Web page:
TULSA, Okla. — Steven Sanders of the Guthrie FFA Chapter won the State Star in Agribusiness award at the 97th Oklahoma FFA Convention and Expo on May 3 at the BOK Center.
Sanders first became involved with agriculture in the fall of his freshman year. He began his project when the Oklahoma Youth Expo’s gilt sale was moved to an online format, and the sale allowed exhibitors to scratch gilts from the sale.
“That is what started my business,” Sanders said. “I actually scratched one of them from the sale and started breeding sows.”
Not only does Sanders have his breeding sows, but also, he has boars he collects semen from. Sanders said his operation branches from his family’s larger operation.
Sanders explained that his marketing plan consisted of bringing in three to four show prospect pigs at a time and talking about them as individuals and answering any questions the customers might have. With a new location that is more user-friendly to host live farm sales, Sanders can utilize online sale features like ShowPig.com.
Knowing that he needed to take the next step in his operation, Sanders said he pursued finding a Duroc boar to be a herd sire for his sows. Sanders said that he couldn’t wait until his first crop was born because he saw an opportunity to start a semen sales company since there were no true Duroc boars in a stud in central Oklahoma.
“I make safety a priority in our business,” Sanders said. “So, when I expanded the operation, I had a lot of learning to do.”
When collecting, Sanders said that it’s important to keep the collection clean and properly store the semen in a timely manner. He also makes sure to have the proper equipment to safely allow the boar to perform the reproduction act.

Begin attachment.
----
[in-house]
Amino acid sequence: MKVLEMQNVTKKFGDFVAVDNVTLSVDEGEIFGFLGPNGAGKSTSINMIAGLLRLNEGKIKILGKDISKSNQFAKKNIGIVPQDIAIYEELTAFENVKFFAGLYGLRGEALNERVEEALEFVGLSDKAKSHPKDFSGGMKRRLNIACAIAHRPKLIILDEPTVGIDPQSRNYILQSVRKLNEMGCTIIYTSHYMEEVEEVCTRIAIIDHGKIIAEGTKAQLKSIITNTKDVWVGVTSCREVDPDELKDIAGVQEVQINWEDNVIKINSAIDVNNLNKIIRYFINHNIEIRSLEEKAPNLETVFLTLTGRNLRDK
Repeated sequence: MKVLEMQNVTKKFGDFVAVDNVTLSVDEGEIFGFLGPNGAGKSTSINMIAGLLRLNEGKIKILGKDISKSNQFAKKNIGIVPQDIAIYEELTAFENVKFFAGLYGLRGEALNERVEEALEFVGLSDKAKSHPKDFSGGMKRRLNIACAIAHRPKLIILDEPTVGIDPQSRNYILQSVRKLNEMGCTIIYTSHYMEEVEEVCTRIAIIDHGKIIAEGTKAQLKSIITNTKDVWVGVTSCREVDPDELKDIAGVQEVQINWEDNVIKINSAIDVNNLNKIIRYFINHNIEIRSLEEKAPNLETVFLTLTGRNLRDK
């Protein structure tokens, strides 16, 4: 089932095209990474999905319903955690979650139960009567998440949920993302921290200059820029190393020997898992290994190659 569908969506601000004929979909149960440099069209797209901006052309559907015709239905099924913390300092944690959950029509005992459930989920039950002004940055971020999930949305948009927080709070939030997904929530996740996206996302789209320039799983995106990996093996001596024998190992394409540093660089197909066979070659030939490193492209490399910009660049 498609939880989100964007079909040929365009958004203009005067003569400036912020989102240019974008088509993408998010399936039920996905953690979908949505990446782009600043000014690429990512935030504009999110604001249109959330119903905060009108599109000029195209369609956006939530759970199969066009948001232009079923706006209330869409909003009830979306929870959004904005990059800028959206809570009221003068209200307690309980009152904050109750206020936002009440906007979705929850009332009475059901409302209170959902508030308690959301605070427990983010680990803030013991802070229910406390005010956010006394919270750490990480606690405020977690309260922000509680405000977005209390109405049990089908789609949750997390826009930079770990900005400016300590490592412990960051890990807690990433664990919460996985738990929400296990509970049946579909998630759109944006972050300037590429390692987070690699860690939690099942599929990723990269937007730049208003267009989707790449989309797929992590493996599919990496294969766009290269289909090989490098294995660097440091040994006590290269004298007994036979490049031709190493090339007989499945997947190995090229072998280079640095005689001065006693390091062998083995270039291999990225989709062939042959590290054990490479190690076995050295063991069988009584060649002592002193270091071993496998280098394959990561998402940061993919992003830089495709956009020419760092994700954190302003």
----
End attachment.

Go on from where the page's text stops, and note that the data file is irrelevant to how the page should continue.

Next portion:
Knowing that he had to make a high-quality product, Sanders said that he takes a small sample of raw semen and looks at it under a microscope to test mobility and look for any debris.
“I was quick to find that when trying to grow my business it was vital to make sure a high percentage of my customer base returns,” Sanders said. Trying to ensure that he builds a positive bond with his customers, Sanders offers help with projects, reposting their success on social media and genuinely giving his support.
After high school graduation, Sanders said his parents will help with the operation when he goes to college, but he plans to come home on the weekends and during school breaks to do his part.
“I am going to Redlands Community College next year to be a part of the livestock judging team, while also majoring in general agriculture,” Sanders said. “After two years there, I’m hoping to transfer to Oklahoma State University or maybe another senior college.”
The 20 Area Stars each received a plaque and $500 cash award co-sponsored by Masonic Charity Foundation, McDonald’s, The Chickasaw Nation, Blue and Gold Sausage Co., Davis Farms, Sirloin Club of Oklahoma, and Oklahoma Farm Bureau.
As Star in Agribusiness, Sanders and the other State Stars over Oklahoma will each receive $31,855 in scholarships or capital grant funds through a $3.2 million gift from the Carl C. Anderson Sr. and Marie Jo Anderson Charitable Foundation. The late Carl C. Anderson, after whom the State Star awards are now named, was born in Naples, Oklahoma, in 1911. One of 10 children, he dropped out of high school to earn money and support his family. From those modest beginnings, the Anderson Corp. Grew across the country as well as in Canada and South America.
FFA is an integral part of the Agricultural Education division in the Oklahoma Department of Career and Technology Education system. With more than 29,000 members and 366 chapters, the Oklahoma FFA Association is the fifth-largest state FFA association. The FFA mission is to make a positive difference in the lives of students by developing their potential for premier leadership, personal growth and career success through agricultural education. To learn more about the Oklahoma FFA, visit okffa.org.
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